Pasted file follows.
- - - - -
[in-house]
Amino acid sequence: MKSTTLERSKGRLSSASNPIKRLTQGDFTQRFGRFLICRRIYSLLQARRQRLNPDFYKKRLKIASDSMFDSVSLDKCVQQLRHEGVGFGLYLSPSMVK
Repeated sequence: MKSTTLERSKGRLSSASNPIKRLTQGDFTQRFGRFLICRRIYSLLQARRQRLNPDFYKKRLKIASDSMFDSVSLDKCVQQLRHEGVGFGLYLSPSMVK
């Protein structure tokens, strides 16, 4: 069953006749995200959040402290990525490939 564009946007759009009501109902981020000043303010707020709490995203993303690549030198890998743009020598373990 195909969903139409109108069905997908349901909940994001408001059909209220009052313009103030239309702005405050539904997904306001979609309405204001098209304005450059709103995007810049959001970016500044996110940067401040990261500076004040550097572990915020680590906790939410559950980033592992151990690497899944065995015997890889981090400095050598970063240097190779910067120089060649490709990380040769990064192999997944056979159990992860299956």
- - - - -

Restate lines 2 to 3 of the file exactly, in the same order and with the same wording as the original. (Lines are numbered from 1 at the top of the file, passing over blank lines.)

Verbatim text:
Amino acid sequence: MKSTTLERSKGRLSSASNPIKRLTQGDFTQRFGRFLICRRIYSLLQARRQRLNPDFYKKRLKIASDSMFDSVSLDKCVQQLRHEGVGFGLYLSPSMVK
Repeated sequence: MKSTTLERSKGRLSSASNPIKRLTQGDFTQRFGRFLICRRIYSLLQARRQRLNPDFYKKRLKIASDSMFDSVSLDKCVQQLRHEGVGFGLYLSPSMVK